Quebec wants to make school mandatory until 18. Will it work?
With more dropouts than any other province, another education minister attempts another overhaul
It's out with the old controversial Bill 86, and in with a new bold education overhaul.
Education Minister Sébastien Proulx told a Liberal convention on Sunday that it was time to put distractions aside and focus on the the success of students.
Bill 86, a lightning rod for controversy, was nothing if not a distraction for the Liberals, who were constantly defending its proposal to abolish school-board elections.
In its place, Proulx has promised an education reform bill that squarely addresses a lingering problem in the province — its sky-high dropout rates. Quebec has had the highest dropout rate of any province in Canada since 2010.
As a solution, Proulx wants to make school mandatory from four to 18 years of age.
Will it work?
If other provinces are any indication, making school mandatory until 18 could prove successful.
Ontario, which implemented the measure in 2003, saw its high school graduation rate increase from 68 per cent in 2004 to 84 per cent in 2014.
Quebec's, by comparison, went from 67 per cent to 71 per cent during the same time period.
Looking across the pond shows even more promising results. The United Kingdom made school mandatory until 18 three years after Ontario. Its graduation rate is now at 91 per cent.
How would it work here?
If the plan were to go through in Quebec, 1,000 to 1,500 more 16-year-olds would stay in school — and that's a conservative estimate, according to Égide Royer, a psychology professor at Laval University whose research partly influenced Proulx.
But making school mandatory to 18 should only be one element of a successful educational reform, Royer said. Another equally important element is early intervention for students who show learning difficulties.
That, however, costs money, and this government is set on austerity.
Despite recent injections of cash into Quebec school boards, many educators in the province have little confidence of the government's commitment to special needs education.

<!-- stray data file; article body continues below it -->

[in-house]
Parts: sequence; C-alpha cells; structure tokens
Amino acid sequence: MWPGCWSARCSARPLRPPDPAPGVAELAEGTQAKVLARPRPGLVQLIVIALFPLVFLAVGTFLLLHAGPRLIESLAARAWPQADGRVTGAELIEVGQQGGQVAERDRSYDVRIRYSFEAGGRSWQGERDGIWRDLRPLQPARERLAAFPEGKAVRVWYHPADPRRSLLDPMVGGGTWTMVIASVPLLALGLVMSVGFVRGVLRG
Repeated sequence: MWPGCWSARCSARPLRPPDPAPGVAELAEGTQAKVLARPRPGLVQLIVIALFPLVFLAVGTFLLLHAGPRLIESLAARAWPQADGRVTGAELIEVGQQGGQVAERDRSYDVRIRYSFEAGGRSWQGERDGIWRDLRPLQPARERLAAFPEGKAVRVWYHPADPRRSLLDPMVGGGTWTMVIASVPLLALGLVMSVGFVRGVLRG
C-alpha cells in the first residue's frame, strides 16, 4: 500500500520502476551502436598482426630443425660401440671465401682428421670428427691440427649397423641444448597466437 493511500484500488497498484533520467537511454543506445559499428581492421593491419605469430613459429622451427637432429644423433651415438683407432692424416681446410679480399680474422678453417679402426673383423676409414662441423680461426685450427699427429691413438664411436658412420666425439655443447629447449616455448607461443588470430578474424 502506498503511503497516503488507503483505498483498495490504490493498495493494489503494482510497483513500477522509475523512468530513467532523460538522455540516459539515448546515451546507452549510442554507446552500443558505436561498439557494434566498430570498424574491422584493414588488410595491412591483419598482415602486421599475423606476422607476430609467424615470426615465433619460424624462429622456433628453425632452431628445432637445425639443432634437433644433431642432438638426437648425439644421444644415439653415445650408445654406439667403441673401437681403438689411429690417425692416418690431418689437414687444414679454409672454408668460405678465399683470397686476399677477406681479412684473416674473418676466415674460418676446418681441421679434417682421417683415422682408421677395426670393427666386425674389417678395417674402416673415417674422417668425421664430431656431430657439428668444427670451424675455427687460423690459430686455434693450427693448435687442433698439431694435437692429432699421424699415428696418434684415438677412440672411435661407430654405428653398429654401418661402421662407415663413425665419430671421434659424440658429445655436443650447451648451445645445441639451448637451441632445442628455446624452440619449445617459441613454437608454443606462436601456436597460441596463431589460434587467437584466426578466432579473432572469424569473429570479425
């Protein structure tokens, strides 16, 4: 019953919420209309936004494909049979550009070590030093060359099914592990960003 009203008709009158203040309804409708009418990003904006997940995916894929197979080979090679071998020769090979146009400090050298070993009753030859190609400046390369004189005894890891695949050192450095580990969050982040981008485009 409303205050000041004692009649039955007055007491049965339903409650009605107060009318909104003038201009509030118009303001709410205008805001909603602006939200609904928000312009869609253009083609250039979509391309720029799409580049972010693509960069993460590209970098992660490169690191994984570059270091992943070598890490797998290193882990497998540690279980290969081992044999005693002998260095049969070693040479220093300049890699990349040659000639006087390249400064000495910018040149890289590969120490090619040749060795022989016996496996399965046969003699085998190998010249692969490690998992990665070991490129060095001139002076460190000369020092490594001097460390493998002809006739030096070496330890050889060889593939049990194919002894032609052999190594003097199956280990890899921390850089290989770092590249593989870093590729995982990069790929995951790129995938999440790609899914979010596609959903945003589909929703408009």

Recent months have been characterized by labour unrest and complaints of under-funding by Quebec's teachers unions.
- Teachers' unions warn class sizes, special-needs support at risk
- Montreal's largest teachers' group protests funding cuts
Before Proulx can hope to get people onboard with the reform, he needs to be clear on the amount of money needed and where it will go, according to Sylvain Mallette, president of the Fédération autonome de l'enseignement (FAE) teacher union.
"We cannot reform again without talking about the needs of the public school, of the resources it needs," he said.
"We were promised reform 15 years ago ... Instead, succeeding governments imposed cuts."
To quell Mallette's concerns and the skepticism around the government's commitment to funding mandatory education from pre-kindergarten to a high school diploma, the government needs to put its money where its mouth is.
For education experts like Royer, this means making education as a big a priority as health and sparking an education overhaul of Quiet Revolution proportions.
Though Proulx has indicated that he's ready to use all the human and financial resources necessary to give Quebec an education system to be proud of, we may not know for sure until the coming weeks when details are announced.